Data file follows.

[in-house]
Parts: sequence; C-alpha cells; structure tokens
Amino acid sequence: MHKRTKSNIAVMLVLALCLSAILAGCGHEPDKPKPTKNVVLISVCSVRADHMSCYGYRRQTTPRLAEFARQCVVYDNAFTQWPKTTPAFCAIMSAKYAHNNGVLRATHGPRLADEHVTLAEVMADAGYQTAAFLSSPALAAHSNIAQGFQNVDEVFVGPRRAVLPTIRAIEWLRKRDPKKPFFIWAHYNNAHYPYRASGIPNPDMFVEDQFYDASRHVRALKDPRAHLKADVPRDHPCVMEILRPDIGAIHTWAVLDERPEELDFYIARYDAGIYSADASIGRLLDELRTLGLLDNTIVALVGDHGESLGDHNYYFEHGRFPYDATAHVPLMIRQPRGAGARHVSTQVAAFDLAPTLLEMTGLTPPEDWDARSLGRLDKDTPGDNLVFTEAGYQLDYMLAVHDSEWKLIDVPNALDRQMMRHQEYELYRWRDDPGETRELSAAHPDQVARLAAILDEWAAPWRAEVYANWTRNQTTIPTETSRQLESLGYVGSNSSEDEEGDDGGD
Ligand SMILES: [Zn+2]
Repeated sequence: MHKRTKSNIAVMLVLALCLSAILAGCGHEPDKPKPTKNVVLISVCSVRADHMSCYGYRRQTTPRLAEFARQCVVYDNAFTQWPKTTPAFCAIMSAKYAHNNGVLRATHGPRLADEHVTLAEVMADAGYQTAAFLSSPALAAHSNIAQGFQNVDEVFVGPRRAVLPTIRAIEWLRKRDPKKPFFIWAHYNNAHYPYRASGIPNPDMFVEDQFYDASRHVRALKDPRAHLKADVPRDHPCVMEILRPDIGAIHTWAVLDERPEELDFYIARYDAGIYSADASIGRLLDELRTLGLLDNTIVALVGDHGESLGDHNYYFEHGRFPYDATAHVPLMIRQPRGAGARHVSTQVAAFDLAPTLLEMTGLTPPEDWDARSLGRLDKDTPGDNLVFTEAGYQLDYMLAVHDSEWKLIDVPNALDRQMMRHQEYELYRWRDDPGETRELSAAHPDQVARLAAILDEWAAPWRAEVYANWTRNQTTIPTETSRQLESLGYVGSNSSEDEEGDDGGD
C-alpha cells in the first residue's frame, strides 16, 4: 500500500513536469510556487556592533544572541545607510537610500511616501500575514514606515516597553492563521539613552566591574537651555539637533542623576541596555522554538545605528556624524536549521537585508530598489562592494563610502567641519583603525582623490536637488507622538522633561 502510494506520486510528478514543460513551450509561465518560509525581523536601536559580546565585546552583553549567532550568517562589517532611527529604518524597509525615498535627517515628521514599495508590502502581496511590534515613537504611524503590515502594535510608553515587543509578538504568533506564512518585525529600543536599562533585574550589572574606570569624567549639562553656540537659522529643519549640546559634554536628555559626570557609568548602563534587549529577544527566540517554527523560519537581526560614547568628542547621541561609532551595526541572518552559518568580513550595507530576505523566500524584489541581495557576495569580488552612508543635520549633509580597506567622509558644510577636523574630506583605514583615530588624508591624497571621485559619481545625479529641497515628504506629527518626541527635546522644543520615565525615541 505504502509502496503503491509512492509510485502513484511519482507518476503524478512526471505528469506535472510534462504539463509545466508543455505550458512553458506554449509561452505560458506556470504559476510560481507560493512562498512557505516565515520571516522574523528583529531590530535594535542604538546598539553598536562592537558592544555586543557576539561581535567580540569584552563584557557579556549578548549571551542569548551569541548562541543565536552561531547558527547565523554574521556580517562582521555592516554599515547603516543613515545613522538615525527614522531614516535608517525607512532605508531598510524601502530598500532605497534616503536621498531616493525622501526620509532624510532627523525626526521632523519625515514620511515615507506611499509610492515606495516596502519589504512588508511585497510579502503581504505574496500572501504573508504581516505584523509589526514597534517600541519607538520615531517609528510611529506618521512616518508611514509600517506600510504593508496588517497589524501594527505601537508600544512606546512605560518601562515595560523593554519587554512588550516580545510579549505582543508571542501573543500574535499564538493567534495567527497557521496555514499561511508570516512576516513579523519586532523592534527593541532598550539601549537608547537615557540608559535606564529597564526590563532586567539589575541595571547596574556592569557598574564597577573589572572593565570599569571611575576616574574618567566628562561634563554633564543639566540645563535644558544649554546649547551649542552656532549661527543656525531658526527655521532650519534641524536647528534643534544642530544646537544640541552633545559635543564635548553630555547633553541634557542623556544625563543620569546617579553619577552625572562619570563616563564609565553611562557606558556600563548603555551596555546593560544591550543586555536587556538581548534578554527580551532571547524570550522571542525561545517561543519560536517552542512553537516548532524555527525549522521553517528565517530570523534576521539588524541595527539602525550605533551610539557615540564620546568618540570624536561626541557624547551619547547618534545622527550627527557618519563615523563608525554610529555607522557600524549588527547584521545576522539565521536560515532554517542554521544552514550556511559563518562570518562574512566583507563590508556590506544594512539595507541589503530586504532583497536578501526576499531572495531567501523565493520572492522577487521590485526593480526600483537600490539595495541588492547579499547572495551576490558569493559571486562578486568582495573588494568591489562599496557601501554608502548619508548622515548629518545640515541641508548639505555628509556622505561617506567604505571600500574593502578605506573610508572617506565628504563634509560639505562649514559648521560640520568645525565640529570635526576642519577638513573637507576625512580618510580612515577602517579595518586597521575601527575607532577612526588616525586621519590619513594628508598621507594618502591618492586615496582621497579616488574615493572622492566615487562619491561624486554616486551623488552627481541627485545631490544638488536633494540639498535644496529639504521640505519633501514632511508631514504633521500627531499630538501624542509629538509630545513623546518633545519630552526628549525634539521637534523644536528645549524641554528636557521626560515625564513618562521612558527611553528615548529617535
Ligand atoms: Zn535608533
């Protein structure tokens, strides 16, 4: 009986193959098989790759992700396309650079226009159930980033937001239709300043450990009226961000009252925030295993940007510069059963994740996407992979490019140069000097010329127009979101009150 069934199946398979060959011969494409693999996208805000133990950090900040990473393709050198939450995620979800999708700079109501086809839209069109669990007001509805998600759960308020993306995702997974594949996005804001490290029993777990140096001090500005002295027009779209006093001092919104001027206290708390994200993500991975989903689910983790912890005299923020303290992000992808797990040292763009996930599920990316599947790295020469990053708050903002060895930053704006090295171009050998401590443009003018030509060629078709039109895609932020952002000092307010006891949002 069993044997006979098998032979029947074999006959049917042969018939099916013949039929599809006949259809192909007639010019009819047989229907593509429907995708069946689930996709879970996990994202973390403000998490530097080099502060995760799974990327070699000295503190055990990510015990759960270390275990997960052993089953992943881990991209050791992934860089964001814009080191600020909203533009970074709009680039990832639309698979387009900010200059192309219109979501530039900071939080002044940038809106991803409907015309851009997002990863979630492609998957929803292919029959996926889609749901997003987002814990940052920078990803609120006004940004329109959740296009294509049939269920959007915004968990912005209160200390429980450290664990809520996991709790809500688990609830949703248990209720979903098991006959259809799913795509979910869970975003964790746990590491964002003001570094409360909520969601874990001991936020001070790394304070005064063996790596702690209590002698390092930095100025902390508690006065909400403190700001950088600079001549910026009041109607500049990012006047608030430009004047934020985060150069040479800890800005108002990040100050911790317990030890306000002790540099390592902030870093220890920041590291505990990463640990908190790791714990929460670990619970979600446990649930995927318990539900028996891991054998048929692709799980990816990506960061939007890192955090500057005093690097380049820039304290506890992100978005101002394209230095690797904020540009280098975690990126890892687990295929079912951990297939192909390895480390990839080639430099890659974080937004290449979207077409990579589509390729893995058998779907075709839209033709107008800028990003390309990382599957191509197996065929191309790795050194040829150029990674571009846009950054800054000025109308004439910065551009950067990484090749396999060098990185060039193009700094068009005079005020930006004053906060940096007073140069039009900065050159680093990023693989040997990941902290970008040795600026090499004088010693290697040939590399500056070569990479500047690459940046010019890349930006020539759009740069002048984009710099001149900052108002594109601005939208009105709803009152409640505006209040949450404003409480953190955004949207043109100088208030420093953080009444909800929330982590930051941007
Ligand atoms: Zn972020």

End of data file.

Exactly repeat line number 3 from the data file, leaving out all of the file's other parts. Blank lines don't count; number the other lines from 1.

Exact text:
Amino acid sequence: MHKRTKSNIAVMLVLALCLSAILAGCGHEPDKPKPTKNVVLISVCSVRADHMSCYGYRRQTTPRLAEFARQCVVYDNAFTQWPKTTPAFCAIMSAKYAHNNGVLRATHGPRLADEHVTLAEVMADAGYQTAAFLSSPALAAHSNIAQGFQNVDEVFVGPRRAVLPTIRAIEWLRKRDPKKPFFIWAHYNNAHYPYRASGIPNPDMFVEDQFYDASRHVRALKDPRAHLKADVPRDHPCVMEILRPDIGAIHTWAVLDERPEELDFYIARYDAGIYSADASIGRLLDELRTLGLLDNTIVALVGDHGESLGDHNYYFEHGRFPYDATAHVPLMIRQPRGAGARHVSTQVAAFDLAPTLLEMTGLTPPEDWDARSLGRLDKDTPGDNLVFTEAGYQLDYMLAVHDSEWKLIDVPNALDRQMMRHQEYELYRWRDDPGETRELSAAHPDQVARLAAILDEWAAPWRAEVYANWTRNQTTIPTETSRQLESLGYVGSNSSEDEEGDDGGD